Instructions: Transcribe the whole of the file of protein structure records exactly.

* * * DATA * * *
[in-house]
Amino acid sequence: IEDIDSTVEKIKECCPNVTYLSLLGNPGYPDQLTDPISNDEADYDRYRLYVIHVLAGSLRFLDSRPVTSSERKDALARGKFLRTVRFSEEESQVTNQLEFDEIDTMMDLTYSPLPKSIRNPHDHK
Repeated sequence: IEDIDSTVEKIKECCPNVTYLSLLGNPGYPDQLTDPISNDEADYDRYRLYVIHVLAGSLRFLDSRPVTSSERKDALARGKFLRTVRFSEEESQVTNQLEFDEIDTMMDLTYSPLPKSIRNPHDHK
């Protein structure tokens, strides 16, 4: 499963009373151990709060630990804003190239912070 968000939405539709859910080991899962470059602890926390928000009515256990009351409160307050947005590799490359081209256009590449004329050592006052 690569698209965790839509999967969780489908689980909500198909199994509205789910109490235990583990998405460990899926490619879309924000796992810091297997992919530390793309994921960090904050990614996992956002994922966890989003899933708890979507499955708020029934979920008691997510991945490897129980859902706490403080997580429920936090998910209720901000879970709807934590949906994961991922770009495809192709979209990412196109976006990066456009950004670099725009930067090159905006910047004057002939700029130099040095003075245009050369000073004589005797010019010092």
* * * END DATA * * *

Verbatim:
[in-house]
Amino acid sequence: IEDIDSTVEKIKECCPNVTYLSLLGNPGYPDQLTDPISNDEADYDRYRLYVIHVLAGSLRFLDSRPVTSSERKDALARGKFLRTVRFSEEESQVTNQLEFDEIDTMMDLTYSPLPKSIRNPHDHK
Repeated sequence: IEDIDSTVEKIKECCPNVTYLSLLGNPGYPDQLTDPISNDEADYDRYRLYVIHVLAGSLRFLDSRPVTSSERKDALARGKFLRTVRFSEEESQVTNQLEFDEIDTMMDLTYSPLPKSIRNPHDHK
């Protein structure tokens, strides 16, 4: 499963009373151990709060630990804003190239912070 968000939405539709859910080991899962470059602890926390928000009515256990009351409160307050947005590799490359081209256009590449004329050592006052 690569698209965790839509999967969780489908689980909500198909199994509205789910109490235990583990998405460990899926490619879309924000796992810091297997992919530390793309994921960090904050990614996992956002994922966890989003899933708890979507499955708020029934979920008691997510991945490897129980859902706490403080997580429920936090998910209720901000879970709807934590949906994961991922770009495809192709979209990412196109976006990066456009950004670099725009930067090159905006910047004057002939700029130099040095003075245009050369000073004589005797010019010092």